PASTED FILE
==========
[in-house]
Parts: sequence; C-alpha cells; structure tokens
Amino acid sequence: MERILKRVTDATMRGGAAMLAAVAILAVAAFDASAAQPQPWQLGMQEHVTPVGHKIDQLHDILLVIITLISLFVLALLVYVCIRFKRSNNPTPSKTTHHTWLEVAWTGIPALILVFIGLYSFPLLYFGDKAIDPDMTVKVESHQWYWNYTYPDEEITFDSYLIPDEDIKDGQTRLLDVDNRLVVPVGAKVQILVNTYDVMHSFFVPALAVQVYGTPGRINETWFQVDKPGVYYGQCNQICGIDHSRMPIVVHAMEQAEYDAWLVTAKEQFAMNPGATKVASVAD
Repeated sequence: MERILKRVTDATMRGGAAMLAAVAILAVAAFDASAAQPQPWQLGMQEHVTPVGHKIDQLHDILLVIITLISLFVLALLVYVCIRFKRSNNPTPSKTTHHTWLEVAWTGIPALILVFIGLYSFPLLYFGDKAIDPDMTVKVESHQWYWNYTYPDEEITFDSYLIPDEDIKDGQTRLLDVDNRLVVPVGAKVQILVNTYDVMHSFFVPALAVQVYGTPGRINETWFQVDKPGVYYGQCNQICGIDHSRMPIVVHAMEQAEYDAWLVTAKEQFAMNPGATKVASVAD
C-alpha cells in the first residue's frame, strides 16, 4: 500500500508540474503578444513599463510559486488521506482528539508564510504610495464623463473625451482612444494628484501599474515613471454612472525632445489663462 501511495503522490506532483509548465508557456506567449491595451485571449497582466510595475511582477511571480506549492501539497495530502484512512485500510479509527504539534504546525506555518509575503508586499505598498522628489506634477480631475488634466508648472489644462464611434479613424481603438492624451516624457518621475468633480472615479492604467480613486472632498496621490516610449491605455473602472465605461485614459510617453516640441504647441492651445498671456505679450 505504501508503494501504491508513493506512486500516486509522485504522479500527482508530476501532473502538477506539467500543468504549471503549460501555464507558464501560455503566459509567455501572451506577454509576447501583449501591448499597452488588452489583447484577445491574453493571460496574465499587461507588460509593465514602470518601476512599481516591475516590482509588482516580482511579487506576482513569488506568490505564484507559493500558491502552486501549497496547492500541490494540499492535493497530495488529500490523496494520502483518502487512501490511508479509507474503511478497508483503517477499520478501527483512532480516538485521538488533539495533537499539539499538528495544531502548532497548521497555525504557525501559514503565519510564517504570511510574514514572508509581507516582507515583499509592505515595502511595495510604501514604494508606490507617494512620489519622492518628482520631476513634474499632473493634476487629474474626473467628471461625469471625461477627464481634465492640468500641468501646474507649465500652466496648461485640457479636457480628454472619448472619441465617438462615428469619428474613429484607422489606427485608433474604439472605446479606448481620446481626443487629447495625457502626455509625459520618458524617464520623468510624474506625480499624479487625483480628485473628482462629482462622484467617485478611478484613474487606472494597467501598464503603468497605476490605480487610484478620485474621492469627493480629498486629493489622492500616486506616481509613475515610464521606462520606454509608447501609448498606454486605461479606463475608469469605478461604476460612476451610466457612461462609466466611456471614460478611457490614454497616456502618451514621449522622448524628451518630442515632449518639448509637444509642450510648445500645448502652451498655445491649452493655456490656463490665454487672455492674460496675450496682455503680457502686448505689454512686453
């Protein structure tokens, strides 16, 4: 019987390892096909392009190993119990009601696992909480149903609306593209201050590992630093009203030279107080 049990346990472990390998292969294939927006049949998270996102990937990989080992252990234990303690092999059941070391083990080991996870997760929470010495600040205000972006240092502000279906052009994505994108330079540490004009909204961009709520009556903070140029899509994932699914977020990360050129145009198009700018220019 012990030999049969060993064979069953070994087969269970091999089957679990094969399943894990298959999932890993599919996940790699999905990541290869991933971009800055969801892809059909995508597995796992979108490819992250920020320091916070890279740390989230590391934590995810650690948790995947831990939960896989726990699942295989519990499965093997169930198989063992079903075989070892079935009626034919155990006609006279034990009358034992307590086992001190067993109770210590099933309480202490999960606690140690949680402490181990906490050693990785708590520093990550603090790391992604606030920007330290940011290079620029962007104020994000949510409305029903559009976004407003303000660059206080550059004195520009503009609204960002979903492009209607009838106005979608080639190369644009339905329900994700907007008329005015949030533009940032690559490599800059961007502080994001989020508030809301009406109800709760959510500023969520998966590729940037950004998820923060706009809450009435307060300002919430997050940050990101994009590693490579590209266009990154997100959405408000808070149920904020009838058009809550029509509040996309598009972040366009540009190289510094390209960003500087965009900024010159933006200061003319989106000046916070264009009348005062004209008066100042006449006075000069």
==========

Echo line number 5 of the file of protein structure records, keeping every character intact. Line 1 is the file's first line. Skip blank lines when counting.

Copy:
C-alpha cells in the first residue's frame, strides 16, 4: 500500500508540474503578444513599463510559486488521506482528539508564510504610495464623463473625451482612444494628484501599474515613471454612472525632445489663462 501511495503522490506532483509548465508557456506567449491595451485571449497582466510595475511582477511571480506549492501539497495530502484512512485500510479509527504539534504546525506555518509575503508586499505598498522628489506634477480631475488634466508648472489644462464611434479613424481603438492624451516624457518621475468633480472615479492604467480613486472632498496621490516610449491605455473602472465605461485614459510617453516640441504647441492651445498671456505679450 505504501508503494501504491508513493506512486500516486509522485504522479500527482508530476501532473502538477506539467500543468504549471503549460501555464507558464501560455503566459509567455501572451506577454509576447501583449501591448499597452488588452489583447484577445491574453493571460496574465499587461507588460509593465514602470518601476512599481516591475516590482509588482516580482511579487506576482513569488506568490505564484507559493500558491502552486501549497496547492500541490494540499492535493497530495488529500490523496494520502483518502487512501490511508479509507474503511478497508483503517477499520478501527483512532480516538485521538488533539495533537499539539499538528495544531502548532497548521497555525504557525501559514503565519510564517504570511510574514514572508509581507516582507515583499509592505515595502511595495510604501514604494508606490507617494512620489519622492518628482520631476513634474499632473493634476487629474474626473467628471461625469471625461477627464481634465492640468500641468501646474507649465500652466496648461485640457479636457480628454472619448472619441465617438462615428469619428474613429484607422489606427485608433474604439472605446479606448481620446481626443487629447495625457502626455509625459520618458524617464520623468510624474506625480499624479487625483480628485473628482462629482462622484467617485478611478484613474487606472494597467501598464503603468497605476490605480487610484478620485474621492469627493480629498486629493489622492500616486506616481509613475515610464521606462520606454509608447501609448498606454486605461479606463475608469469605478461604476460612476451610466457612461462609466466611456471614460478611457490614454497616456502618451514621449522622448524628451518630442515632449518639448509637444509642450510648445500645448502652451498655445491649452493655456490656463490665454487672455492674460496675450496682455503680457502686448505689454512686453